Parking Lot Theology: Winning the Argument or Saving the Soul?

I was climbing back into the cab of the truck when she approached me, her dress flats clicking on the hot asphalt between the Discount Tire and the corner laundromat. The rumble of the diesel was drowning out her words, so I leaned out the window and inquired, ''Yes, Ma'am, how can I help you?'' But, come to find out, it wasn't a question of what I could do for her, but what she could do for me. For she was a woman on a mission, a witness for Jehovah, the iconic pamphlets in hand. And she was eager to introduce me to a life in which I would find hope in this world.

I listened politely as she explained how hard day-to-day existence can be, how many global problems there are, how there are true answers to life’s difficult questions, and that God was the key to understanding it all. I took the pamphlets from her and slid them on the dashboard. My eyes took in the time—fantastic, already running way behind schedule. She was looking up and smiling, waiting for me to say something, anything, in response. I confess that my first impulse was simply to thank her and drive on to the next delivery. After all, there were places I needed to be; customers were waiting on their freight. But, overcome with a uncommon sense of compassion, I took the truck out of gear, set the brakes, killed the engine, looked her in the eye and said, “I'm sorry, Ma'am, but I can't accept what you say is true, for you and I, unfortunately, we believe in two different gods.”

And so it began, a brief but honest discussion between two believers, of two opposing faiths, about things that really matter. We talked about the crucifixion. We talked about the Trinity. The divine nature of Jesus. Whether the Holy Spirit is a power or a Person. She talked, I talked, and we listened to each other. Whether my words made any impact on her or not, I’ll probably never know. She was a random stranger, and the likelihood of our paths ever crossing again is very remote. But as we talked, reciting Bible verses here and there, comparing and contrasting our distinctive confessions, I began to realize something about myself.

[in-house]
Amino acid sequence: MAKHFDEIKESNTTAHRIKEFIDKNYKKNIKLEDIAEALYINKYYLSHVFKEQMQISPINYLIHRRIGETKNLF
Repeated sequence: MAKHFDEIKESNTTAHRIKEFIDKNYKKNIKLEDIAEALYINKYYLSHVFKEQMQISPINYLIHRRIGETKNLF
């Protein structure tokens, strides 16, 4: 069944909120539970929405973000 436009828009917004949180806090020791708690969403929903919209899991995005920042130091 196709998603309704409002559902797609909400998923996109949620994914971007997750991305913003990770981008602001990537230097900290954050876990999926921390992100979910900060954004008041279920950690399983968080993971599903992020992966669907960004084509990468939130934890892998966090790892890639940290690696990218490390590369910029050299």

When I was in my mid-twenties, newly ordained into the ministry, when I had a theological disagreement with someone, my main objective was to win the argument. Whether the issue was large or small, pertaining to a chief doctrine of the Christian faith or some minor point of the church’s non-binding tradition, the opponent was someone to be converted to the right answer. They believed 2 + 2 = 5, and I was there to show them it was really 4. Or they believed 2 + 2 = 4, but my 4 was a little better than theirs. And, let it be said, there’s nothing wrong with that, especially if the discussion is about a subject to which God’s word gives a clear answer.

What was so often was missing in those discussions over God’s answer, however, was a genuine concern for the person with whom I was talking. What mattered most was the correct belief, not the person believing or rejecting it. My objective was to save the truth, to defend correct doctrine, but more times than not I was so zealous in my endeavor that I forgot that the truth was there to save the person, and the correct doctrine actually led lost souls into a relationship with the Father, through the Son, and in the Holy Spirit.

While listening to the woman reveal that she does not believe in the Trinity, and thus does not believe in the one true God, I experienced nothing short of sorrow for her—not anger because she rejected the truth; not arrogance because I had the right answer and she didn’t; not a desire to win the gold in this theological debate. And that sorrow, joined with compassion, affected the manner in which I spoke with her. For when there is love for the truth, joined with love for the person, the tone of the discussion, and often the outcome, are vastly different than when naked zeal drives the debate.

I am a member of a conservative church body. In a few days, when it meets in convention, there will be matters up for debate, some minor and some major. Every time someone steps to the microphone to speak his or her mind, or gathers with a group of peers to talk about issues, what a difference it would make if love was in control of the tongue instead of pride or anger or party lines or political correctness or any of another host of possibilities. Would that in the church, those who love orthodoxy, always love the people to whom orthodoxy is God’s gracious, saving gift. For, as someone once said, “If I speak in the tongues of men and of angels, but have not love, I have become as a noisy gong or a clanging cymbal.” God grant that love bridle my tongue, and the tongues of my brothers and sisters in Christ, that when the truth is spoken, it is always spoken with a keen awareness that the listener is one for whom God himself was willing to die.